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There is no free lunch, they say. But when it comes to developing countries, “grants” from richer nations have been sustaining the former’s appetite in return for strategic and economic concessions. Here in Pakistan, too, foreign grants have been a regular part of government’s diet, albeit the serving size of these non-debt inflows have much reduced over the past decade.

As per the latest data from the Economic Affairs Division (EAD), foreign grants received by Pakistan had summed up to $250 million in the just-concluded fiscal year 2020-21. That’s a sizable decline of 22 percent year-on-year. This was, of course, during a time when the focus of traditional donor countries turned inwards due to the devastations brought by the Covid-19 pandemic.

Resultantly, foreign grants’ share in Pakistan’s overall foreign assistance (which includes loans) had reduced to 2 percent in FY21, down from the 5 percent average seen in the previous five years. There has been a long-term decline in the grant inflows. As a contrast, foreign grants had totaled $676 million back in FY11, having a 26 percent share in overall foreign assistance. It’s been a downhill affair since.

The grant inflows have waned over the past decade in line with the reducing economic assistance from the United States. Frayed diplomatic relations since 2011 directly affected grant assistance, and during the Trump presidency the inflows sharply reduced. However, the US has still remained a major source of whatever non-debt official assistance has been flowing from the world into Pakistan in recent years. During FY21, US provided $108 million in grants, which is 43 percent of grants received during the year.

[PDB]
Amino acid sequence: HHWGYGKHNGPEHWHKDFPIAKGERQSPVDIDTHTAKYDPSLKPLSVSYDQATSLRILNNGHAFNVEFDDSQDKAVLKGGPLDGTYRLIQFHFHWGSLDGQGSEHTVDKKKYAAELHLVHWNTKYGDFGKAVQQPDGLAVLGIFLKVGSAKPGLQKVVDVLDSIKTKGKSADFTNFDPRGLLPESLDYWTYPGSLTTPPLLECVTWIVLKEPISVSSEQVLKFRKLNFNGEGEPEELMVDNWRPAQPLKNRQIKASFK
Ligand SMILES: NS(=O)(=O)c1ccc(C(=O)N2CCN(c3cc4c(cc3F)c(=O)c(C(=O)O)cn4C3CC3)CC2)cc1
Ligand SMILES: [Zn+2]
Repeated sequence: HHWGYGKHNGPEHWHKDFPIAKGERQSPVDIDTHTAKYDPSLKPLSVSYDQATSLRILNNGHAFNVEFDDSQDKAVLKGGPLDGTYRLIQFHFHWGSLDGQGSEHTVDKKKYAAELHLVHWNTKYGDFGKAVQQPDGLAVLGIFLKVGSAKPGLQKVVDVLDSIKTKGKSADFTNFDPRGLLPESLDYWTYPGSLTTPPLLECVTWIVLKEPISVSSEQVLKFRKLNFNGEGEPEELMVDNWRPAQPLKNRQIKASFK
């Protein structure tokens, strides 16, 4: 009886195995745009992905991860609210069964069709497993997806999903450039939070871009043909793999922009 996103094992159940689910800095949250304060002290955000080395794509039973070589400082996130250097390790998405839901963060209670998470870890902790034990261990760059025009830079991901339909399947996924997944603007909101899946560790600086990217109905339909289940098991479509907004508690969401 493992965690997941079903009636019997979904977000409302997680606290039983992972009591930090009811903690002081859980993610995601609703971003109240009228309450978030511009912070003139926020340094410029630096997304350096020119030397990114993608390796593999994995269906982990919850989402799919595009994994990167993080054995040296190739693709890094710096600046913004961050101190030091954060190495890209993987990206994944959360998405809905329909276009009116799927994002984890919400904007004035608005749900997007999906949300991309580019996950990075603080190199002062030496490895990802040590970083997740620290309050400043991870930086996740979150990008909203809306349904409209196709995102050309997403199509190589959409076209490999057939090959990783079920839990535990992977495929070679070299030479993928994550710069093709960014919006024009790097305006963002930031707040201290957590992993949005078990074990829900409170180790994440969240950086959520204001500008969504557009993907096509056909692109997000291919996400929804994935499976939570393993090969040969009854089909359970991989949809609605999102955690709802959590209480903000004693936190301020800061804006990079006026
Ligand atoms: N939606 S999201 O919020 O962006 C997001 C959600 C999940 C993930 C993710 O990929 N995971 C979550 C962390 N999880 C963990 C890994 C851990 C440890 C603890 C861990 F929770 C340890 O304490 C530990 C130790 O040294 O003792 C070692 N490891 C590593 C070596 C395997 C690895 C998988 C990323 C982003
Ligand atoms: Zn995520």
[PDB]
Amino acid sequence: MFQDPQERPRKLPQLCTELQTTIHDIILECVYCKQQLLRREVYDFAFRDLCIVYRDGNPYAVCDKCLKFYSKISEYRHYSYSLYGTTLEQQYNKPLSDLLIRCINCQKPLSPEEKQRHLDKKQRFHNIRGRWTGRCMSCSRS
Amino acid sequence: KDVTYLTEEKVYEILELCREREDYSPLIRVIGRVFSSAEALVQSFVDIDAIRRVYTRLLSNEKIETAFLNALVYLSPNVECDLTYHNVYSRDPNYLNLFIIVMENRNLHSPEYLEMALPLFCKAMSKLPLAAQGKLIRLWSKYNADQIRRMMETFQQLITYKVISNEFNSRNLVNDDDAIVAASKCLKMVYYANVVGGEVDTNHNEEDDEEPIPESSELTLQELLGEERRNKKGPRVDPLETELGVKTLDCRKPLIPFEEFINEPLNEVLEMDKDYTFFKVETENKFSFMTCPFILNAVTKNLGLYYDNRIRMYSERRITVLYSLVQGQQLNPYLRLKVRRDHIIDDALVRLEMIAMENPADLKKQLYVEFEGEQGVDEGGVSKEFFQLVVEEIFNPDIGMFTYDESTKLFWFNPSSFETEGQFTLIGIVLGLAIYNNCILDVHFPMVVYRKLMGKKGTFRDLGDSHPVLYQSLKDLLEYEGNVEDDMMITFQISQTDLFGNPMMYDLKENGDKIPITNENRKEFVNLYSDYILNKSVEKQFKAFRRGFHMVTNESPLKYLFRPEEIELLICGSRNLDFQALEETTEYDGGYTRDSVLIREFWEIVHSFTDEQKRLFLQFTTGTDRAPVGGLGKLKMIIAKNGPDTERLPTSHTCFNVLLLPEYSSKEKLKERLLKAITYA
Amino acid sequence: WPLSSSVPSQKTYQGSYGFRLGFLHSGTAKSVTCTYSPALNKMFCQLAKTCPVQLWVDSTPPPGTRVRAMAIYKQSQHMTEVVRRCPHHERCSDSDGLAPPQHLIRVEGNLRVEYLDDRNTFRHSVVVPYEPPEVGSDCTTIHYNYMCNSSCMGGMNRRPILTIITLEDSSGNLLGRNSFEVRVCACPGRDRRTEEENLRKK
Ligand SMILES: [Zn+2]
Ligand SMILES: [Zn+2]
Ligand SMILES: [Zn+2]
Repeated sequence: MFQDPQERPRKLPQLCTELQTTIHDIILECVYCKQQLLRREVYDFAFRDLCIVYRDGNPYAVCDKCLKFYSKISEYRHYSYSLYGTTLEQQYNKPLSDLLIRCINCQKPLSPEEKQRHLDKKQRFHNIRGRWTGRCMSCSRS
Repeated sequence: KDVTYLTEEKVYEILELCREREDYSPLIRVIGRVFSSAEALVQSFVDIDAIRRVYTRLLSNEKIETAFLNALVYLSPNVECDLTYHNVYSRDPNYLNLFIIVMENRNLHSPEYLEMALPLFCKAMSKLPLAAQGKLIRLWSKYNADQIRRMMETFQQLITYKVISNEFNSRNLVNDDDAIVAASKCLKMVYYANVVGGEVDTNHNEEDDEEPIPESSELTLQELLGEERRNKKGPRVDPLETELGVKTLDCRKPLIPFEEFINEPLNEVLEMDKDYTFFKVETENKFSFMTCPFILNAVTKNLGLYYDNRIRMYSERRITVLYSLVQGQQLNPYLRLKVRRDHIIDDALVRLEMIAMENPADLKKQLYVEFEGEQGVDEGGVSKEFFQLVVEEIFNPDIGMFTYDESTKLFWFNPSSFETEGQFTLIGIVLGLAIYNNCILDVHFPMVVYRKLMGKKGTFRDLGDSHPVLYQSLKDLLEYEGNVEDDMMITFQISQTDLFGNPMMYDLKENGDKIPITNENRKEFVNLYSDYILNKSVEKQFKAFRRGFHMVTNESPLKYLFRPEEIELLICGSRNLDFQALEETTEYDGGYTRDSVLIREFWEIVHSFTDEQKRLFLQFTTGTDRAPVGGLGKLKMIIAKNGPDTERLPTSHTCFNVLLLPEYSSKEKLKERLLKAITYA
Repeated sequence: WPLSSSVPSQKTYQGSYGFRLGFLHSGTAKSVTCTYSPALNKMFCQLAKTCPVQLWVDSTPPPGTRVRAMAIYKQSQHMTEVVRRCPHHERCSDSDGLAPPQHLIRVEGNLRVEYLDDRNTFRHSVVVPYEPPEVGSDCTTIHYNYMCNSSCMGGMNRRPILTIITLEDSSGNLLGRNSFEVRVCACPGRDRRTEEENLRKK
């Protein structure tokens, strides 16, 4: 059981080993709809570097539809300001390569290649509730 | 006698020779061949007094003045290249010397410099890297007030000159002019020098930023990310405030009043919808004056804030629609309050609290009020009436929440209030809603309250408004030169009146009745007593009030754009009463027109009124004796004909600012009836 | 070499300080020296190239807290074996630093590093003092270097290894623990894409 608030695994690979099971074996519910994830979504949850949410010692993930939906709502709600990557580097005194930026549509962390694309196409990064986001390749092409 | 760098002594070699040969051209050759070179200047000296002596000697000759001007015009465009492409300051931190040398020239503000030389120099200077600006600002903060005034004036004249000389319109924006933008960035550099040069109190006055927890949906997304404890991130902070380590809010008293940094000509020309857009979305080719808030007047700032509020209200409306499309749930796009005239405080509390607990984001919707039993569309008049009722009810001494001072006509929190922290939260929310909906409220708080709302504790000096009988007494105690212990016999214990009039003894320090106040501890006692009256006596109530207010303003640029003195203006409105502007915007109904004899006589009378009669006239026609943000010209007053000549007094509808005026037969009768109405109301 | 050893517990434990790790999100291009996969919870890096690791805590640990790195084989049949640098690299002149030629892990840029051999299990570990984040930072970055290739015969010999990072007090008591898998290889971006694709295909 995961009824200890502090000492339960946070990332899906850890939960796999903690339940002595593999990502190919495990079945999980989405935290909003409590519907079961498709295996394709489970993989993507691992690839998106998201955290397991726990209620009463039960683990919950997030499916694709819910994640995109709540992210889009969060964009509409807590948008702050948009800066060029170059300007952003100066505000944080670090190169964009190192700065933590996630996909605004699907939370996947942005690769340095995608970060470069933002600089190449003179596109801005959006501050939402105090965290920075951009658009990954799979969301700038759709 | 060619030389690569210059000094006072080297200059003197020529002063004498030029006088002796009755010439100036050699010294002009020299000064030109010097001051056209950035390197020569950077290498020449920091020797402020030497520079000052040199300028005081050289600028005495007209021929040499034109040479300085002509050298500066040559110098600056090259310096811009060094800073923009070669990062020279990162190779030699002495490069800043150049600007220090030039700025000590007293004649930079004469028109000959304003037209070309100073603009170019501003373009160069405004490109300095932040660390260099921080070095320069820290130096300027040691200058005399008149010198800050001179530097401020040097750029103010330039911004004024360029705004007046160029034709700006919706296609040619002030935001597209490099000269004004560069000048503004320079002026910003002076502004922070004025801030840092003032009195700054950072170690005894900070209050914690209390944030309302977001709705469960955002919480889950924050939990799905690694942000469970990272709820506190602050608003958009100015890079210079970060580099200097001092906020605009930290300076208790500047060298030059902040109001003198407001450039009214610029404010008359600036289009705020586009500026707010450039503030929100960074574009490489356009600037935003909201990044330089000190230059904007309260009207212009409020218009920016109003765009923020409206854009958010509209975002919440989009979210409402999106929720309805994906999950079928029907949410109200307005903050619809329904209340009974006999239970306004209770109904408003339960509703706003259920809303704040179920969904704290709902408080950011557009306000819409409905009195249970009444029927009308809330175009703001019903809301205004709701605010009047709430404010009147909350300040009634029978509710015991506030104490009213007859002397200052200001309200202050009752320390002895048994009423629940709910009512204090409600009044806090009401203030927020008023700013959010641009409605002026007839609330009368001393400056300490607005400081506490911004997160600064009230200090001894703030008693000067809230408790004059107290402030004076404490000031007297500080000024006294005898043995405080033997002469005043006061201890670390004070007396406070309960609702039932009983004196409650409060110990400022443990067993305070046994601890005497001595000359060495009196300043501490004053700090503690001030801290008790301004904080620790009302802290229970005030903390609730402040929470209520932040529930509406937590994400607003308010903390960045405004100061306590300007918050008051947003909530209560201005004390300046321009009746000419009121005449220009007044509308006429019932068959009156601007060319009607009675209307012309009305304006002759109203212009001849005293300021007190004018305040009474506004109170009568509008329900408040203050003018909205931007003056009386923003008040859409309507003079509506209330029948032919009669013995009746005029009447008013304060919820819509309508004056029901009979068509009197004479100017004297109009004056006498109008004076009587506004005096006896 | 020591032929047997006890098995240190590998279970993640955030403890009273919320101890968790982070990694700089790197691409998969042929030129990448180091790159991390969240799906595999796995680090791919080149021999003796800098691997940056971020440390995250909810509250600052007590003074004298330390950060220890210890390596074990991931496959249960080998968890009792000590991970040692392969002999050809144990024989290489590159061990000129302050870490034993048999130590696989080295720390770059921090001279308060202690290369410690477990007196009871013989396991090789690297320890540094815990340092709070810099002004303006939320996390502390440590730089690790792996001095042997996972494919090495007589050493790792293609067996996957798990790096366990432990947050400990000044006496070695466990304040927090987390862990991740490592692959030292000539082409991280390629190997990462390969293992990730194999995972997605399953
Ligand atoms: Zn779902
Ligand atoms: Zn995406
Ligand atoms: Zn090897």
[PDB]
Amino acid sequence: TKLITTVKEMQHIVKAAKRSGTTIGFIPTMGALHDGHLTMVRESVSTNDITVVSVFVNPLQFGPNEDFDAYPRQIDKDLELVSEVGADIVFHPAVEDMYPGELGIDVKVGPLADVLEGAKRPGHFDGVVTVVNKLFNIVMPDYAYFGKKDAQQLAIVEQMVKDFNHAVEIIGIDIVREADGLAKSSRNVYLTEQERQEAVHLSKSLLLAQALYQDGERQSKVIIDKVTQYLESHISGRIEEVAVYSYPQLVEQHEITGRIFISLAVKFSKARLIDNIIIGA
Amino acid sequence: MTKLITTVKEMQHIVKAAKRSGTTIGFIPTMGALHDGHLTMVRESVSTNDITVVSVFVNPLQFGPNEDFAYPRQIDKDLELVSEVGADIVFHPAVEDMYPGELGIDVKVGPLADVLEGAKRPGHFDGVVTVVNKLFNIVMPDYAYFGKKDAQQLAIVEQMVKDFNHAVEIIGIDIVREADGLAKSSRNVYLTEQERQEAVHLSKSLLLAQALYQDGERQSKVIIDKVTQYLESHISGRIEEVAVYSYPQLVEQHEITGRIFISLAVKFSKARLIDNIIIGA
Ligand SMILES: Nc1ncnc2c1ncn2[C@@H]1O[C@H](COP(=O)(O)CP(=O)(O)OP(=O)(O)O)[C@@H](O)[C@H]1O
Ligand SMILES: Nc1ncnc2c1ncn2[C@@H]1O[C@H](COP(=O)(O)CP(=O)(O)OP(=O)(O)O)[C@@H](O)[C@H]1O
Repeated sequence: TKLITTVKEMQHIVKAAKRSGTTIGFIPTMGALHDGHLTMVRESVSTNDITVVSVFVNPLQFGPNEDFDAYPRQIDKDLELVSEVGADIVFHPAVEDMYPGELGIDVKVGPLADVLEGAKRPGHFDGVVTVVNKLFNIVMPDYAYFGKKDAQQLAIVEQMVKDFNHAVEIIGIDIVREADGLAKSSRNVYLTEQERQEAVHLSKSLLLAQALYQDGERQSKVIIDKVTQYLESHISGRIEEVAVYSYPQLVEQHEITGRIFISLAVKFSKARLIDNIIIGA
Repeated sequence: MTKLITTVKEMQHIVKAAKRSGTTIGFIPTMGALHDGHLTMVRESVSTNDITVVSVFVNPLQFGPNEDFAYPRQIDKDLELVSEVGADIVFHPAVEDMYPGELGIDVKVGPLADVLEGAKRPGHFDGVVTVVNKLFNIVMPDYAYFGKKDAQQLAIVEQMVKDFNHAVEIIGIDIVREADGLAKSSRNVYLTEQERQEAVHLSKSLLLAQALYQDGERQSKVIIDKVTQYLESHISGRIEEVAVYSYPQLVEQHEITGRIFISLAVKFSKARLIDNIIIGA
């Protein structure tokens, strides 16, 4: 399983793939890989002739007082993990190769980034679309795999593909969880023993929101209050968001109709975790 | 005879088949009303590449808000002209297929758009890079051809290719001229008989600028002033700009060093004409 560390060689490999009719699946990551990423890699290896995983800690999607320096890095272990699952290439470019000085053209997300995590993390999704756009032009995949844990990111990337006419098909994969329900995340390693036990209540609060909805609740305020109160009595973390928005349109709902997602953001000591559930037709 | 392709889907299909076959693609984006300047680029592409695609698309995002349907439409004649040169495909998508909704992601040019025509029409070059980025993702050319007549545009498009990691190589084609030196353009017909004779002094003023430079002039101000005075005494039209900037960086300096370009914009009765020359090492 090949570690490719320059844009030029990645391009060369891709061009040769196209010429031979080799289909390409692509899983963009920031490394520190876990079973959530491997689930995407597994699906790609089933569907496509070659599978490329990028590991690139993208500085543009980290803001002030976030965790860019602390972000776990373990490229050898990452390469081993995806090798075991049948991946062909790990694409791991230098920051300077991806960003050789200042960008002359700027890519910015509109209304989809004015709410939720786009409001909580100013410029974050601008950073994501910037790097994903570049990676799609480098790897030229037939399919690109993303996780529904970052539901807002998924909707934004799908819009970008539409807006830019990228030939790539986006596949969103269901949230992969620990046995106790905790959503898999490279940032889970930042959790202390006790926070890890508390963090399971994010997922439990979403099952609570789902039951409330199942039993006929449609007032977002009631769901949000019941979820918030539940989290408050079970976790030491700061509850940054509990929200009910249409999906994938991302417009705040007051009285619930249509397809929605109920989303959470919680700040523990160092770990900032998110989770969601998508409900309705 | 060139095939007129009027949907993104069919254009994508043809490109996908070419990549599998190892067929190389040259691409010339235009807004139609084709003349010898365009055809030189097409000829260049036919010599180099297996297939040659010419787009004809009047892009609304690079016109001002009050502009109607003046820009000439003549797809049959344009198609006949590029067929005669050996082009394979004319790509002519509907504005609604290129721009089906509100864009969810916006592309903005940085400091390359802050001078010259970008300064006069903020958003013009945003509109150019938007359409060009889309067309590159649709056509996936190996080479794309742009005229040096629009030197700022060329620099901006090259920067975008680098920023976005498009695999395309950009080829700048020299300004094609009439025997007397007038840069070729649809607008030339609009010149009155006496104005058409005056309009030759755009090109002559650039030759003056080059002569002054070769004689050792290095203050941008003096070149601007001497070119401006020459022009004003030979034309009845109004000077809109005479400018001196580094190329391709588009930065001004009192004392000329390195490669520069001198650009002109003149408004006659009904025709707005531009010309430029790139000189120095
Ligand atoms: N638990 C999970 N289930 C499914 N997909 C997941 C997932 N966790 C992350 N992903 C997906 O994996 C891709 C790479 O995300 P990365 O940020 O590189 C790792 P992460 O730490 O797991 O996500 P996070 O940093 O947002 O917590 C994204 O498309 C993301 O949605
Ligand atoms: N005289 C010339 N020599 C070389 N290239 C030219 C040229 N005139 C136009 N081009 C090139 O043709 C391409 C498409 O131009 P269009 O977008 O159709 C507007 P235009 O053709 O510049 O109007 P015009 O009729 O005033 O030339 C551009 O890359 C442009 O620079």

Meanwhile, foreign loans have swelled significantly, in line with requirements to finance external debt obligations. As per the EAD data, Pakistan’s foreign loans (from bilateral, multilateral and commercial sources) had grown by 35 percent year-on-year to reach an all-time high of $14 billion in FY21. Growing recourse to loans from foreign commercial banks has fueled the growth.

Considering Pakistan’s lofty external obligations, foreign grants will never be able to become a major source of financing, and Pakistan will have to keep incurring yet more loans to pay off old ones until exports and FDI step up in a major way. However, the grant inflows could do better, to ease the debt burden a little. Calculations based on data from the EAD show that back in FY11, foreign loans were 3 times of foreign grants received at the time. By FY21, the same loan/grant multiple had grown to 56!

Background discussions suggest that the federal and provincial governments have the potential to unlock significant grant-based foreign assistance in social sectors. The key is to design and market projects in a better way, negotiate skillfully for higher share of grant-based financing, create robust mechanisms for project implementation and evaluation to satisfy international development partners, and ensure seamless federal-provincial coordination to cut the red tape.

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